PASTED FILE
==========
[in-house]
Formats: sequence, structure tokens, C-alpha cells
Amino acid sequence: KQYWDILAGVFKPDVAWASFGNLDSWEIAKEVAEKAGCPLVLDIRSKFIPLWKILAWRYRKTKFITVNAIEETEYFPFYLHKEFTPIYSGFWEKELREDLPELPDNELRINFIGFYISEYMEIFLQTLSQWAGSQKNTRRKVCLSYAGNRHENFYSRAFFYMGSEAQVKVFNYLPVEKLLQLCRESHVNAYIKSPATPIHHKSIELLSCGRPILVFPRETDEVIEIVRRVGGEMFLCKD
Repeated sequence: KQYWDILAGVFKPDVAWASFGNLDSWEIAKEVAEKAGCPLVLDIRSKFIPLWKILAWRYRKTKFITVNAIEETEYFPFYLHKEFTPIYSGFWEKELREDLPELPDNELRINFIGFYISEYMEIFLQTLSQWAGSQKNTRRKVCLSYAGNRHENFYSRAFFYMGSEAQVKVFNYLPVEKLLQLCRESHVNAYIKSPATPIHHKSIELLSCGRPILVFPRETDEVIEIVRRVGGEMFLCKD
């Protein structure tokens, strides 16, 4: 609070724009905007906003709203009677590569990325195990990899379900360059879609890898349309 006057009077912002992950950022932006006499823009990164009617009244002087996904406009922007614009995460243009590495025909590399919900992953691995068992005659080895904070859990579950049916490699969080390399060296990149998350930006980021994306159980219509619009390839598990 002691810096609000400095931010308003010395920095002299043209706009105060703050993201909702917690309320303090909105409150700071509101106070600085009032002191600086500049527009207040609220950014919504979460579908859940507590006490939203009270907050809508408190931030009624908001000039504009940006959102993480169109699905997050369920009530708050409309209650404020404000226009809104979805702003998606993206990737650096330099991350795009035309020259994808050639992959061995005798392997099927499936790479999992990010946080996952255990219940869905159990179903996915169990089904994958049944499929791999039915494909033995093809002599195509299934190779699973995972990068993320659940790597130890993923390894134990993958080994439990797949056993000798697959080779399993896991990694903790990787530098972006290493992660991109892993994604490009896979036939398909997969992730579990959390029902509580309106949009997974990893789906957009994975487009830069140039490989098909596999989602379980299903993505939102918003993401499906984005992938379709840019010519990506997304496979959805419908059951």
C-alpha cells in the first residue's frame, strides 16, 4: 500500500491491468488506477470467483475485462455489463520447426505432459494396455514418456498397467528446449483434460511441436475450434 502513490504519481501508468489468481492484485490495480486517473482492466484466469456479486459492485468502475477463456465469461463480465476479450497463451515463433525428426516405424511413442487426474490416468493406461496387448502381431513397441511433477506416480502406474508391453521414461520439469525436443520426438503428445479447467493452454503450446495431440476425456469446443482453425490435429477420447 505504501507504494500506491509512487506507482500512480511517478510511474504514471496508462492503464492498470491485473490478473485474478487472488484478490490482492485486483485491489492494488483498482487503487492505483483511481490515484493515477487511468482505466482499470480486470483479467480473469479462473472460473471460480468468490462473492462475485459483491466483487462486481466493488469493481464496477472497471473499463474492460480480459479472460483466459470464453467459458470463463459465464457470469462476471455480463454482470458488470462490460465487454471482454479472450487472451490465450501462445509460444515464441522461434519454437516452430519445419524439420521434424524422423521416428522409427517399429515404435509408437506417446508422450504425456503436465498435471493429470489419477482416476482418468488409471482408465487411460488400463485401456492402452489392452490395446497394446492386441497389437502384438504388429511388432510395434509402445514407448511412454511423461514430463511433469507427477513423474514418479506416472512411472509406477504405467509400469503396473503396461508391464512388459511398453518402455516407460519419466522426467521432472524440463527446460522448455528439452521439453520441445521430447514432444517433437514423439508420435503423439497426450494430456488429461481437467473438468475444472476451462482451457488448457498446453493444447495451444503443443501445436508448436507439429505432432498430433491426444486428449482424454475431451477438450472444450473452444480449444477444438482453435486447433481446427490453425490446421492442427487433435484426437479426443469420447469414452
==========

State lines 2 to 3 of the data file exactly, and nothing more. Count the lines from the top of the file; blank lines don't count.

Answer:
Formats: sequence, structure tokens, C-alpha cells
Amino acid sequence: KQYWDILAGVFKPDVAWASFGNLDSWEIAKEVAEKAGCPLVLDIRSKFIPLWKILAWRYRKTKFITVNAIEETEYFPFYLHKEFTPIYSGFWEKELREDLPELPDNELRINFIGFYISEYMEIFLQTLSQWAGSQKNTRRKVCLSYAGNRHENFYSRAFFYMGSEAQVKVFNYLPVEKLLQLCRESHVNAYIKSPATPIHHKSIELLSCGRPILVFPRETDEVIEIVRRVGGEMFLCKD